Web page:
Living in Ho Chi Minh City (Saigon), Vietnam and and traveling throughout Asia, I am constantly asked about American politics. These are not just “who is going to win the election?” types of questions. People ask about what appears to them to be an anger within the American population, a frustration on the part of America that they don’t understand. How is it, they ask, that people who have it so good are so angry? And, they ask, is the American system in decline?
I have spent many years not only being politically active in America, but also assisting other countries in building the democratic foundations for their developing political systems. In doing so I often hold up certain aspects of the American system as ones to model. But I have also noted aspects that these country leaders would do well to avoid as they develop their own system. These aspects are actually the basis for a lot of the frustrations that Americans are feeling in this election, even if they don’t know it. While race relations and the loss of jobs through globalization are certainly sources for frustration, I believe that the underlying source comes from the belief that nothing of substance that moves us forward ever gets done in Washington or our state capitals. The causes for that as discussed below are what I advise political leaders not to model.
It is a simple fact that both of our major political parties attempt to draw congressional and state legislative districts to preserve their party’s advantage. This has consequences detrimental to the body politic. Through the redistricting process, “safe” electoral districts are created by drawing the lines so that the districts contain either large numbers of Democrats or Republicans – meaning the other party has little, if any, chance of winning that district. The result is that people there get to vote but don’t actually decide which party will represent them because that decision was already determined when the districts were drawn.
Partisanship grows in such an environment causing many activists to believe in the absolute rightness of their party’s stand on issues. In a heavily Republican or heavily Democratic district, incumbents of both major parties are encouraged by their base not to negotiate or compromise with the other side.
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The result is that state legislatures and Congress are packed with partisans with little desire, or need, to work with the other side. Under such an approach gridlock reigns and frustration breeds. Common sense solutions to problems are ignored and those who advocate for such are branded as compromisers and accused of lacking political integrity all for the simple reason that they refuse to be held to a party position that does not benefit the majority of people.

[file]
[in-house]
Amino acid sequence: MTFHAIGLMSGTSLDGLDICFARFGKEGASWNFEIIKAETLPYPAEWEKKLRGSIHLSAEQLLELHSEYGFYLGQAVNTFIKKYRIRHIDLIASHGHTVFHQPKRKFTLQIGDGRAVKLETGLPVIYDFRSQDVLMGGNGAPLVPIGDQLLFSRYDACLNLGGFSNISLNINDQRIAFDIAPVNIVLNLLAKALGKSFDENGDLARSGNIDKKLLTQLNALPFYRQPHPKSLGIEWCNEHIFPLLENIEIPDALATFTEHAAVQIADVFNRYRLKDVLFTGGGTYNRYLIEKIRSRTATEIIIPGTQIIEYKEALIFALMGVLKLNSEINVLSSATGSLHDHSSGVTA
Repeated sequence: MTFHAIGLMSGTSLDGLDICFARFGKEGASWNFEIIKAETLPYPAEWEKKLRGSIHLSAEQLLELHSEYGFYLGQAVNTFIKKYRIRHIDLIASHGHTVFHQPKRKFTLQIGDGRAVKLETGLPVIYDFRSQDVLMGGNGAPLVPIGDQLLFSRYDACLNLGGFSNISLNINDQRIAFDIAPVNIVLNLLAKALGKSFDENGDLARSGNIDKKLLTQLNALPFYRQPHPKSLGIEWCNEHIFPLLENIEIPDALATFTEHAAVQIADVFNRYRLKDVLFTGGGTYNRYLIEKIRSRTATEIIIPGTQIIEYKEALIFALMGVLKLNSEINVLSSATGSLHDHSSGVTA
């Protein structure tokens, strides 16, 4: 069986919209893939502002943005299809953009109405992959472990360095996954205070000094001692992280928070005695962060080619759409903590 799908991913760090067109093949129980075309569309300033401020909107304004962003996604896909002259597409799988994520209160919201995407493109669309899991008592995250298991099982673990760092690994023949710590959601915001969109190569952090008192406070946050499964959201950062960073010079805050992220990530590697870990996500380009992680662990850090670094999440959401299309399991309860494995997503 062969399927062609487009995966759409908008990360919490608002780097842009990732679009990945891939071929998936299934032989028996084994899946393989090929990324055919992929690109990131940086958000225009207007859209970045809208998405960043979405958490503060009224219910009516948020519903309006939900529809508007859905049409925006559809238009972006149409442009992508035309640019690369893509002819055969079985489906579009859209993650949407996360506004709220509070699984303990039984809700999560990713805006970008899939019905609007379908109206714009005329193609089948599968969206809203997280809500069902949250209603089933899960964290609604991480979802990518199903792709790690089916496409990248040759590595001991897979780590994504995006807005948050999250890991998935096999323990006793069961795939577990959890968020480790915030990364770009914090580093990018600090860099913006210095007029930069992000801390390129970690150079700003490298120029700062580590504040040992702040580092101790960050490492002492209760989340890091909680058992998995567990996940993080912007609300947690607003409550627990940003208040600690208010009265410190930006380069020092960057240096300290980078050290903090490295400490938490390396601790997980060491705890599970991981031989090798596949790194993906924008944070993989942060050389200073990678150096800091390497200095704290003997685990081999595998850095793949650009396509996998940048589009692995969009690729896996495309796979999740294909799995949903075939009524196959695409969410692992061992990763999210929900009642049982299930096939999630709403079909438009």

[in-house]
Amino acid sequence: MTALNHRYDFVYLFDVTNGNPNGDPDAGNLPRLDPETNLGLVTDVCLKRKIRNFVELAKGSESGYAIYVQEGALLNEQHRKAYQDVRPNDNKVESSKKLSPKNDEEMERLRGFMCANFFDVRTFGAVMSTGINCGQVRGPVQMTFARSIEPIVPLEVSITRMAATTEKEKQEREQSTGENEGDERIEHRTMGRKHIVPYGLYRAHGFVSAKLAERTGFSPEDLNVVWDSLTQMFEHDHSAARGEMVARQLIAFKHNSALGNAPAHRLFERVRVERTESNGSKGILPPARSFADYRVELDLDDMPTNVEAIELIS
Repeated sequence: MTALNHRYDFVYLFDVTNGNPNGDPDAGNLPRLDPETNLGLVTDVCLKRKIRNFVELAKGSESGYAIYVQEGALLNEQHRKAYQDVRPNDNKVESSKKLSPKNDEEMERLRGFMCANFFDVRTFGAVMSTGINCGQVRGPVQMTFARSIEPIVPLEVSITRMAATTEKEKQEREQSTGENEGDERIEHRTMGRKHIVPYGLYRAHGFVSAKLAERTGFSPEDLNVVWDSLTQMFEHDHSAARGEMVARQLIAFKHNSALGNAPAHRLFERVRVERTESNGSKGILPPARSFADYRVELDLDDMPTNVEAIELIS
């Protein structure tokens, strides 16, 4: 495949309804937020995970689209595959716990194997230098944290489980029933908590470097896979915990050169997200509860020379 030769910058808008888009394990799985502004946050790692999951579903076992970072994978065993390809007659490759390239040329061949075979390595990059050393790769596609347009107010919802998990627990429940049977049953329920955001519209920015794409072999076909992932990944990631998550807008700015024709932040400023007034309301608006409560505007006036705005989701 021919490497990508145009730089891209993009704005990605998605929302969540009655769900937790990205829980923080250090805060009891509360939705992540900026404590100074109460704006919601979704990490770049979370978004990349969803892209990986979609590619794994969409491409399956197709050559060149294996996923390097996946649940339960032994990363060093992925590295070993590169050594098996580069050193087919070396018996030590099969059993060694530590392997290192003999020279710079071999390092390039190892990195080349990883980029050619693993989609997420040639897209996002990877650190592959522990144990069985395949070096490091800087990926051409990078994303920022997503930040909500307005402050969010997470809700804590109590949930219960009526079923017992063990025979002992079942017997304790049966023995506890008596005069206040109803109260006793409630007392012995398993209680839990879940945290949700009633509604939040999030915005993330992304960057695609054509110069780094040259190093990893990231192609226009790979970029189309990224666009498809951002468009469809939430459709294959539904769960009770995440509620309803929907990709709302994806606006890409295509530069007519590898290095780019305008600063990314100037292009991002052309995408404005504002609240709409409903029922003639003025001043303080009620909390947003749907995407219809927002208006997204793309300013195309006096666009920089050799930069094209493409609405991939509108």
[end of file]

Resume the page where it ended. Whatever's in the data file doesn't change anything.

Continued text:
When the idea that “we are right and they are wrong” prevails, people are turned off by traditional political parties and frustrated that no one seems to actually be trying to do anything other than stay in office.
Most people understand that solutions – real solutions – are generally not the property of the left or the right, but are found in the middle after negotiation and compromise. A system, whether in America or anywhere else in the world, that moves in that direction is a real democratic system with a future. A system, wherever it may be found, that is more concerned with partisanship and ideological purity is a system in decline.
As I explain to my friends and colleagues abroad who are working to build their political systems, there is a solution to overly partisan politics. Non-partisan redistricting can fulfill the mandate of “one-man, one-vote” representation while creating districts that are more balanced politically. This will cause candidates to move toward the middle where most people are.
Non-partisan redistricting will certainly not solve all our problems, but it will pull candidates toward the middle, create more discussion of common sense approaches to our challenges, minimize the need for demonizing the opposition, and eventually lessen unnecessary political gridlock. When democracy is strengthened in this way, much of the current frustration will be replaced with a realistic optimism. Only then can we categorically state that the American system is not in decline but is one that works and has a very bright future.
Clark Plexico is a former North Carolina State Senator, Country Director and Head of Political Processes in Uzbekistan and Afghanistan for the National Democratic Institute for International Affairs (NDI), and currently President of International Strategies, Inc. based in Saigon, Vietnam.